Friday, 22 April 2011

why the government inspector needs to be inspected

One of the reasons why corruption is a hallmark of the NRM administration is that even those supposed to fight it have skeletons in their cupboards.
And perhaps you might not blame them. The fish rots from the head first.
So, the office of the Inspector General of Government seems to be rotting away, begining at the head.
Just recently, the IGG Raphael Baku earned Shs8million per month. This was revised to Shs17million. But Mr Baku was not amused. He demanded another revision to Shs24million. This demand was provoked by the Finance ministry letter to the IGG indicating that another money would be released to cater for the wage bill.
While Baku had earlier given himself  100 percent salary rise while other officials got 30 percent, the big man has decided not to increase any other employee's salary. Reason? The Permanent Secretary, Mr Waiswa Bageya refused to grant his salary rise from Shs17million to Shs24million.
Mr Waiswa declined to increase Baku's pay saying that he would find it difficult to account for that increment. Besides, Waiswa said the salary increase should be for the officials who had missed out earlier.
Realising that he wasnt going to get his way, Mr Baku ruled that no salary increment should be made to any other official. Mr Waiswa is now worried for his job as his boss has reportedly opened a war against him over salary increment.
To make this directive look reasonable, Mr Baku said that instead of increasing salaries for other officials, he would instead recruit more staff oestensibly to ease the workload.
What is bizzare is that even the available staff are most times idle. Sources say senior staff keep leaving IGG over poor pay yet Mr Baku now prefers new recruits who lack experience. When they gain experience, they also get disgruntled over poor pay.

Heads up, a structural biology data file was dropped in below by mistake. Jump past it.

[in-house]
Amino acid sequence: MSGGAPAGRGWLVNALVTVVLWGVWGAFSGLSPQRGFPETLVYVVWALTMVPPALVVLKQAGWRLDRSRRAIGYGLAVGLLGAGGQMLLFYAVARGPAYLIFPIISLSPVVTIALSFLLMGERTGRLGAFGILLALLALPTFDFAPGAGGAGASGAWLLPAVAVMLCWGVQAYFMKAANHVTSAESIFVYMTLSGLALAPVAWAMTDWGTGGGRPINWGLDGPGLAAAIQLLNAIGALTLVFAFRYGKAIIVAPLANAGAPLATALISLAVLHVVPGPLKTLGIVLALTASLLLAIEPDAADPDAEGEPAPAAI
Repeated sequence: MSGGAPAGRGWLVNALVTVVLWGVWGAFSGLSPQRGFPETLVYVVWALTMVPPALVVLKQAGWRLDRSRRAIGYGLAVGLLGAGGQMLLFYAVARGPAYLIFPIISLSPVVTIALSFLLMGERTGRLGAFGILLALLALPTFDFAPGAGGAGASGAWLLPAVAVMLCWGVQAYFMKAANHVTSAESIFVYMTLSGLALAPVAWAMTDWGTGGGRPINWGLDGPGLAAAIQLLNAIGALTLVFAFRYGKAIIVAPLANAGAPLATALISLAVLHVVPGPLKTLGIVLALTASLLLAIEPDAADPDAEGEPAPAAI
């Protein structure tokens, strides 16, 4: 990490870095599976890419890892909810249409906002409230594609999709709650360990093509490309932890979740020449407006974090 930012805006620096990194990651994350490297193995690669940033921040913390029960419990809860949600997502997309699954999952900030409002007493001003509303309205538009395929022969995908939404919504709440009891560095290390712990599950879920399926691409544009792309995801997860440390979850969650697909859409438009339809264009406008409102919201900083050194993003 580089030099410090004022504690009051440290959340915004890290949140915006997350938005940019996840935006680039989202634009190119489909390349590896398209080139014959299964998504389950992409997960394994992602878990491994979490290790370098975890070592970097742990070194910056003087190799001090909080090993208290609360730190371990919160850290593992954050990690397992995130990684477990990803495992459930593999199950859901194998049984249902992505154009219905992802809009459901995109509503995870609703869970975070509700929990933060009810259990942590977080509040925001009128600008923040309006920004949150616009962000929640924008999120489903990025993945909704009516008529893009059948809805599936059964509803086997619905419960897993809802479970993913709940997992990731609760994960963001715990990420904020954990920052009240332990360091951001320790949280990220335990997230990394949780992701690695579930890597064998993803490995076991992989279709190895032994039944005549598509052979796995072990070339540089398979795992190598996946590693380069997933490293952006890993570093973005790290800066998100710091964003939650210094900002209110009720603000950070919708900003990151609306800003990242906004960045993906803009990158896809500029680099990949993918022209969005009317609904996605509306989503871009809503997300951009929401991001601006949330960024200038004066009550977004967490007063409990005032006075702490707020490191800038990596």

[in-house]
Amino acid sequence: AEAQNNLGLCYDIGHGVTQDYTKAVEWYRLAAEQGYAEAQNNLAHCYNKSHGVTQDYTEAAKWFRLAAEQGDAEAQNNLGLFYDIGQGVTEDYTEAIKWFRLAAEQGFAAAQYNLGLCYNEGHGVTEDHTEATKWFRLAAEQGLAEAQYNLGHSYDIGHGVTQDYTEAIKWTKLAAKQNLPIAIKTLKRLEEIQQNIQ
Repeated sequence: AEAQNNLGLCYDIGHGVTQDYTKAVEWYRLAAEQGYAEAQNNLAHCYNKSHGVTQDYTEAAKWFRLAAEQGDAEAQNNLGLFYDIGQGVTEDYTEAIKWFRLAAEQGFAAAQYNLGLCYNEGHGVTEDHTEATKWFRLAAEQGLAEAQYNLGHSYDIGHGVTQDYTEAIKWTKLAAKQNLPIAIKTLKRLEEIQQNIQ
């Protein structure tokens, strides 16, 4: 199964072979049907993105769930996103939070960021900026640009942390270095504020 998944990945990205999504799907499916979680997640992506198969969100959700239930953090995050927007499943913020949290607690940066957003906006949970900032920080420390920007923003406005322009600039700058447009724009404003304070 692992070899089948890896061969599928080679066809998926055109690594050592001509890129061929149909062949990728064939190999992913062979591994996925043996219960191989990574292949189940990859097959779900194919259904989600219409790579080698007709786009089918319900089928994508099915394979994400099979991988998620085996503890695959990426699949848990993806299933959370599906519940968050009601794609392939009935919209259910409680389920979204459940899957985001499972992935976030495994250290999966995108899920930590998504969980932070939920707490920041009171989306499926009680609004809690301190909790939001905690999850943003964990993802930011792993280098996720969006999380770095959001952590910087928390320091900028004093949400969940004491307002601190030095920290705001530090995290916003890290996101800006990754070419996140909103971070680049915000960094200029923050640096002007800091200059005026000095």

According to my investigations, work at the IGG office is paralised because the staff morale is low.
To make matters worse, Mr Baku has also ordered the scrapping of  medical, food ration and housing allowances for staff. These allownces used to be consolidated into the payslip.
In addition to the lack of allowances, Mr Baku is accused of  playing divide and rule methods of administration.
He has reportedly deliberately made the directorate of operations ineffective. Instead, he has preffered to empower the directorate of investigations whose mandate is supervision of regional offices.
Sources say Mr Baku infact wants to abolish the directorate of Operations.
Because the directorate of investigations is now favoured, it is overwhelmed with work.
Tribalism is now being cited in Mr Baku's move. The directorate of investigations is headed by Muzamiru Abon, his tribesmate while Mr James Penywii, an Acholi, heads Operations.
The confusion in the IGG office has been accelarated by a World Bank deal. The bank gave the IGG a contract to monitor NUSAFII projects in northern Uganda. Ten vehicles were bought to facilitate the monitoring but instead of giving them to Operations which asked for them, Mr Baku allocated them to investigations.
It is said that Mr Baku is trying to get any penny from his office to the extent that he has now become a globe trotter. Parliament approved a IGG budget for training but sources say Mr Baku has tried all his best to ensure that he alone benefits. He is so rare in office that the plane has become his toy. Sources say the IGG personally travels abroad even on a trip that required a junior official. He has now been nicknamed a commuter.

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